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December 2008 Archives

December 1, 2008

Thinking the unthinkable

...because you know nobody at Conservative HQ is thinking it: a Full Comment entry on the most outrageous possibility of all for settling Canada's progressive-coalition crisis.

So farewell then, The New Music

Granted, you lived about 20 years beyond your sell-by date, but in the early 1980s basic-cable universe there was no other vehicle to smash through the façade of practice-boyfriend corporate rock for us small-town kids. How subversive is this sample intro from a 1984 episode?

Motley Crue, Lee Aaron, Genesis, April Wine... Laurie Anderson? Hey, who invited the weird lesbo to this bush party? For a generation of mainstream-minded listeners, TNM lineups like this performed the transformative task of revealing that the mainstream existed and that we were all swimming in it. For the instinctive outsiders, I can only imagine that the show must have been like an eagerly-awaited weekly message from one's true home planet.

December 2, 2008

Notice from the management

Gold Maple LeafThe "Canada" section of my blogroll has been updated to include only fully active weblogs, making it of more use to me and thee. You can now visit at the start of every day and click the links, being fairly confident of new content. I'm aware of the need to make some additions, too, but my housekeeping is as neglectful here as it is in World 1.0. Also, I've created a Twitter account, because we all know that nothing of relevance ever requires more than 140 characters to state.

In other news

Dave Weigel, the legendary political number-cruncher of Reason magazine, has moved on to the Economist. Best of British luck to Dave on the transition.

The continuing crisis

Me latest: why I won't be Rallying For Canada or anything else this weekend.

They made WHO prime minister while I was out??

I agree with about 7½ of Andrew Potter's Ten Points on the Madness.

For the Liberals, they should be careful what they ask for. Under Dion, they have spent the last two years tacking leftward, and are now poised to enter into a coalition with a party whose economic views are not just obsolete, but dangerous. This is very reckless for both the country and for the party’s brand. My views on this have not changed since I wrote a column in the mag a few issues ago about the notion of uniting the left: This coalition could well destroy the Liberal brand.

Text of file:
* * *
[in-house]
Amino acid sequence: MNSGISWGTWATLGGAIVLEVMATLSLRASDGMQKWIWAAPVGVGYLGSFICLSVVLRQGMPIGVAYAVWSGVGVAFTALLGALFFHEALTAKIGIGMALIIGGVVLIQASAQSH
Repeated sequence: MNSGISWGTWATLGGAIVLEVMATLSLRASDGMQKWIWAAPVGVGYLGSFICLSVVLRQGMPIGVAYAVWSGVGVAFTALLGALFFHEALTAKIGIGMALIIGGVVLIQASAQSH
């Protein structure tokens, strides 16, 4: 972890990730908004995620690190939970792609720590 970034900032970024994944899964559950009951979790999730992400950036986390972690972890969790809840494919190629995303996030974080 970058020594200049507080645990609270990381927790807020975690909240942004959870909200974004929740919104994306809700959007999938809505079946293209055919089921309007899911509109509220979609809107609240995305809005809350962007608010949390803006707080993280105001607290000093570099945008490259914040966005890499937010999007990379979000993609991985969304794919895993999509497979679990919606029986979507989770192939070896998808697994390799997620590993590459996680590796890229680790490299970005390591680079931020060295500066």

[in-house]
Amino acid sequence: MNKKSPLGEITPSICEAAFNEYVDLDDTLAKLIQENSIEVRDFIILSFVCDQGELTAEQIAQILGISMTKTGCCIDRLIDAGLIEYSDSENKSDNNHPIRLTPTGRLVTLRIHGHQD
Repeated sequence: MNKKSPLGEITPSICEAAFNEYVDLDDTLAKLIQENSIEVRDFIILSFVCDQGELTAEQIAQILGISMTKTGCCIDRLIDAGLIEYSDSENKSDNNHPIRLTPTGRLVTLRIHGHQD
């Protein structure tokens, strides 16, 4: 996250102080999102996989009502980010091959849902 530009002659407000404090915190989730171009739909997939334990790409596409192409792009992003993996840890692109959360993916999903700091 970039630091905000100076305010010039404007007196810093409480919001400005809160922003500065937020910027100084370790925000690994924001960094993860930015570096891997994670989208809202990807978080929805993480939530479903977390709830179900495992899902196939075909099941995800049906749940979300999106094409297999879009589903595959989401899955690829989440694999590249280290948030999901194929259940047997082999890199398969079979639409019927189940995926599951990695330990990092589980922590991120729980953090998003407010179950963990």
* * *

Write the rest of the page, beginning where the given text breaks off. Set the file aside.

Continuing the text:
My views on this have changed: I used to believe that "pro-market Liberals" actually existed. I'm not an unusually gullible sort: I never believed in Santa Claus, for instance. But right this second I have way more reason to believe in Santa than I do in some imaginary corps of tough, business-minded Liberal Party members who believe in wealth creation first and redistribution second. Seriously, is there some screened-off Atlas Shrugged valley they all escaped to in private jets last week? Show me one senior Liberal who has told a reporter "This shit's fucked up" even on deep background in the last seven days. Michael Ignatieff's face was so mask-like when he went on the Sunday talk shows to repeat "Stéphane Dion is the leader of my party", I was viscerally traumatized at the thought that it was going to physically fall off his head.

What does this mean for the over-under?

Food for thought from the concluding paragraphs of a study of provincial coalition governments by G.P. Marchildon, a University of Regina political scientist best known for his long association with Roy Romanow: